The other problem, and one that went unremarked upon in all the reviews I’ve read, most of them by Yankees who wouldn’t know any better, is Proulx’s penchant for dialect, or what she might call “dilek.” “Granddaddy” becomes “Graindeddy,” sometimes “Graindaddy,” but never “Grandaddy,” which is the way Texuns say it. “Homaseashells” is another errant stab at “regional” speech. But the thing that drove me completely crazy is her rendering of how Texans say “to” and “of.” The single word “a” covers both. One example from among 347,492 instances in the novel: “There’s people out there would be proud a get into such a way a livin’.” It warn’t long before I was plumb wore out from reformatting these “a’s” into their proper grammatical functions.

The concept of Proulx’s novel is more interesting than its execution. There is a kind of sweet ecological evangelism in it—in favor of buffalo, which are native to the plains, and against hogs, which are not. Hogs stink, and when confined to close quarters, as on an industrial hog farm, produce odors so odious that one gasps at the prospect of living near such a place. Proulx spends so much time on these olfactory gulags that I decided to check out the situation on the Internet to see if things have improved since the year 2000, the time frame of the novel. They have not. Despite the finest efforts of swine scientists to control their smelliness, hogs in the aggregate still stink to high heaven. The title of Proulx’s novel refers to a character named Ace Crouch, the most ardent foe of hog farms in the region. Ace plans to use his secret millions to buy up land to return the Panhandle to its presumed original ecological purity, where the buffalo roamed and never were heard discouraging words like “pork unit” and “hog farm.”

When Bob Dollar isn’t thinking about pigs, he’s listening to Panhandlers tell windy yarns about the region’s glorious past. Well into the novel, the prospect of having to hear another one has him “in despair,” a point that the reader reaches considerably earlier. All the stories, all the hypernaming of eccentrics, bog things down, and the novel drags along, enlivened only by flashes of excellent descriptive portraiture of countryside and sky—the same features that attracted O’Keeffe’s painterly eye.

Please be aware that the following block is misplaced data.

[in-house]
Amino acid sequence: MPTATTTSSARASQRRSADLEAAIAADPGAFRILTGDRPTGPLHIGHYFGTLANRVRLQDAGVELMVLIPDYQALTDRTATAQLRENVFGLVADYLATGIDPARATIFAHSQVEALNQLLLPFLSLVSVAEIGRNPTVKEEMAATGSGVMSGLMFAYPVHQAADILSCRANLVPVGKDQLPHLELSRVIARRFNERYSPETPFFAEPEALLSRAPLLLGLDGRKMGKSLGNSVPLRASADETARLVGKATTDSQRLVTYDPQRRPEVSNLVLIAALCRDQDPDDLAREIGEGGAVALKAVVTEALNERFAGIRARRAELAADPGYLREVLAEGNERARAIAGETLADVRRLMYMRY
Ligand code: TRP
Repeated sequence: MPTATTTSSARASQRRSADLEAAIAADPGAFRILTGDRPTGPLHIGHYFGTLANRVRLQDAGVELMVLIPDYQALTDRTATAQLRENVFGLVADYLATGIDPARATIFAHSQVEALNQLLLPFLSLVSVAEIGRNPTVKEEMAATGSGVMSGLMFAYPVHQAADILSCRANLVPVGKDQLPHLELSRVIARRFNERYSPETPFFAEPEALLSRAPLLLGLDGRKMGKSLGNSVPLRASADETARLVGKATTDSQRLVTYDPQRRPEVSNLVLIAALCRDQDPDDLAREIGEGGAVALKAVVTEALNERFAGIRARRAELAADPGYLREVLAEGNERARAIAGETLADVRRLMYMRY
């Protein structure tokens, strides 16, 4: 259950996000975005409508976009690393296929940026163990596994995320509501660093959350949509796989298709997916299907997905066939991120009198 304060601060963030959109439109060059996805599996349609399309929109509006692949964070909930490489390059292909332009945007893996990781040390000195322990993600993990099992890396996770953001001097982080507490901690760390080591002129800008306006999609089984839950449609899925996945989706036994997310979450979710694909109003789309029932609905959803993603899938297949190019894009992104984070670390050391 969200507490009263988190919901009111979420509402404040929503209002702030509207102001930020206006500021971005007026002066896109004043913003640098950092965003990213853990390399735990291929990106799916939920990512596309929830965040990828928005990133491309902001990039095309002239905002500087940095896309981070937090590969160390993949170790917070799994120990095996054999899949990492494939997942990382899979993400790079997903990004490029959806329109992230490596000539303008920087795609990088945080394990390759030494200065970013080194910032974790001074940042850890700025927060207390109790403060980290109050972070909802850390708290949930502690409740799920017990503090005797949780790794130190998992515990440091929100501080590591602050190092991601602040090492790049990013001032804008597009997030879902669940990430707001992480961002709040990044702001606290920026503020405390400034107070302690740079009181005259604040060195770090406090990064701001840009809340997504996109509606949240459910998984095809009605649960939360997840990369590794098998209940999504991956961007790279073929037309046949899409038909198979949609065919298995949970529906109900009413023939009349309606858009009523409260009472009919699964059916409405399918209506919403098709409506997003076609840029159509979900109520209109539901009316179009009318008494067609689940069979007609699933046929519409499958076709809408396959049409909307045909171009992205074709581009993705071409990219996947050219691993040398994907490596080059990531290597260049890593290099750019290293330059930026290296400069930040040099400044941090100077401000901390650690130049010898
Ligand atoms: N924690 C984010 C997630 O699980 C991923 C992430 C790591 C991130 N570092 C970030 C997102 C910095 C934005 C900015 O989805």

Suzan-Lori Parks, the author of such plays as F—ing A (this is a family magazine; the even more prim New York Times refers to the title as A), has said that she replicated the technique and narrative structure of William Faulkner’s tragicomic masterpiece, As I Lay Dying, in her first novel. Faulkner recounts in multifarious voices the epic journey of a poor white family in northern Mississippi who survive flood and fire while transporting their dead mother to her final resting place. Like Faulkner, her “literary pal,” Parks lets her characters tell their own story, each chapter being in the voice of one of them. In these times of dumbed-down narration designed to ease the reader from one airport to the next, she takes risks.

Set in the civil-rights summer of 1963, Getting Mother’s Body is not overtly political in nature. Parks, who is black, soft-pedals issues of race in favor of the interior motivations and emotions of her characters. The protagonist, a young girl named Billy Beede, is a close equivalent of Faulkner’s Dewey